[EM] Fw: IBCM, Tideman, Schulze
Markus Schulze
schulze at sol.physik.tu-berlin.de
Wed Jun 7 09:42:03 PDT 2000
Dear Steve,
you wrote (2 June 2000):
> Consider this example:
>
> Majorities: BD65,DC64,CB63,AF62,FE61,CF52,EA51,AB49
> (All other pairings are ties.)
> MTM & IBCM elect A. Schulze elects B.
>
> There is a "majority strength beatpath" from B to A:
> BDCFEA has strength 51.
>
> But in what sense of "majority" can it be said that a
> majority has "rejected" A, without also being able to say
> a majority has "rejected" B? A's only defeat is EA51,
> which is shaky (smallest majority in a cycle). Compare
> that to B's CB65 defeat, which isn't counted against B.
> (Blake Cretney made a similar analysis of this issue
> on 1/24/2000, noting that the Schulze method neglects
> "extra" information contained in the votes which may
> undermine links in a beatpath chain. Markus considers
> this neglect a "feature" of the Schulze method, but it
> makes sense to view it as a minor bug.)
>
> An argument might be made that a beatpath is not just an
> abstraction, that it is comprised of real voters too.
> But that's a dubious argument. Consider this simple
> scenario to illustrate:
> 35: ABC
> 33: BCA
> 32: CAB
> Majorities: BC68,AB67,CA65
> The strongest beatpath of length two or more is ABC67.
> Who are the "real voters" counted in the ABC beatpath?
> The AB67 link includes 32 voters who rank C over A, and
> the BC68 link includes 33 voters who rank C over A. The
> strength of a beatpath depends on voters who would oppose
> the beatpath, and thus are not real voters. (This sort of
> example is one of the concerns I have about how hard it may
> be to convince people about the merits of the Schulze method,
> because there's something "smelly" about counting for a
> beatpath some voters who oppose the beatpath.)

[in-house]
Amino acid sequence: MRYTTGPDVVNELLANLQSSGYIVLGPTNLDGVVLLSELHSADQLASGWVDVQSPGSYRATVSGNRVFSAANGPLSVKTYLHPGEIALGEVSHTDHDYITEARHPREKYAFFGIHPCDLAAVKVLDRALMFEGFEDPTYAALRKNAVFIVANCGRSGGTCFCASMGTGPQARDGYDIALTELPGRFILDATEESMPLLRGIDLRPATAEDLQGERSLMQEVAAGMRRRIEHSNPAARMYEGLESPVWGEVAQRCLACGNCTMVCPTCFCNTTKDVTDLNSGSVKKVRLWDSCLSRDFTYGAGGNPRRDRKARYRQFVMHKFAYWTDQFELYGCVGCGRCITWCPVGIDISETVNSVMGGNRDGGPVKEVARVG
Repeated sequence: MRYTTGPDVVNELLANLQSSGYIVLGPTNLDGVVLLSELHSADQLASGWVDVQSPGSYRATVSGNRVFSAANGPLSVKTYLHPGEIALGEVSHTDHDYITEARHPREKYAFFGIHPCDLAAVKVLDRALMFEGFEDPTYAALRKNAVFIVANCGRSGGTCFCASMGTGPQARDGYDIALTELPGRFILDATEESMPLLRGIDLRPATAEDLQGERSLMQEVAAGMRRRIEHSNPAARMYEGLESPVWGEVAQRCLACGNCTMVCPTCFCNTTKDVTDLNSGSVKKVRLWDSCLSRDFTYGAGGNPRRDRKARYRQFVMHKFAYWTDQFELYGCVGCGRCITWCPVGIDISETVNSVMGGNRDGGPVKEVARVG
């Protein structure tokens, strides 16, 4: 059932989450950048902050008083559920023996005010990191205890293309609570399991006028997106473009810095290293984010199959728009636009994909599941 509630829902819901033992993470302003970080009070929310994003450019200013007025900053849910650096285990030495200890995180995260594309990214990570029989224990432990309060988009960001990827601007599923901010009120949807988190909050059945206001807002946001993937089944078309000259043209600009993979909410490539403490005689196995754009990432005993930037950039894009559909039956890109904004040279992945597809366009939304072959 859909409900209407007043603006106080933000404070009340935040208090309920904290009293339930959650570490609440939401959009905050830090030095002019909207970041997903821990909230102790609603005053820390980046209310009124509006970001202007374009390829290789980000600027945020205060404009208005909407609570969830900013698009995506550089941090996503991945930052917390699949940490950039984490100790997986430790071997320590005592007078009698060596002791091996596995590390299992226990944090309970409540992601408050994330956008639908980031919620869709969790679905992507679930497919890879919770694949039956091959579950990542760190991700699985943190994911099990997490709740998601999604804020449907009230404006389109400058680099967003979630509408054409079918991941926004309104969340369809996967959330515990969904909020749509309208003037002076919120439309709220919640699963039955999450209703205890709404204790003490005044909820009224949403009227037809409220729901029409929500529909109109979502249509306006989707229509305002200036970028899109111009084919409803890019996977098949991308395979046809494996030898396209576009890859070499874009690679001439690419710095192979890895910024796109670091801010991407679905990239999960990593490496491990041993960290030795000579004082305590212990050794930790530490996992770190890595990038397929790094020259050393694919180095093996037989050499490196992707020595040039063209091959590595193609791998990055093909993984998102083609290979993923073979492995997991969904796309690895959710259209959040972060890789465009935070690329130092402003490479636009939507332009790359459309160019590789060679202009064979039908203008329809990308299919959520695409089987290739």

It seems to me that you haven't understood the concept of beat
paths. The Schulze method is identical to SD (as long as the
pairwise matrix doesn't contain identical elements). Therefore
it is not feasible to say that the Schulze method is "smelly"
without saying simultaneously the same about SD.
Suppose that candidate A and candidate B are in a cycle
A > C[1] > ... > C[n] > B > D [1] > ... > D[m] > A.
Suppose that in the SD heuristic this cycle is broken between
A and C[1] or between C[n] and B or between C[i] and C[i+1]
then this is absolutely the same as if in the beat path heuristic
it is said that the beat path A > C[1] > ... > C[n] > B is weaker
than the beat path B > D [1] > ... > D[m] > A. Therefore if you
don't think that SD is "smelly" then it is not feasible to say
that the Schulze method is "smelly."
Suppose that the strongest beat path from candidate A to candidate B
is strictly weaker than the strongest beat path from candidate B
to candidate A, then this simply means that candidate A cannot be a
SD winner. With this simple observation it is possible to implement
a fast algorithm to calculate the SD winner. Therefore the concept
of beat paths is only a mathematical tool for a more elegant
description of SD. I want you to remember that it is you who
introduced the "Beatpath Criterion" (BC) to this list and claimed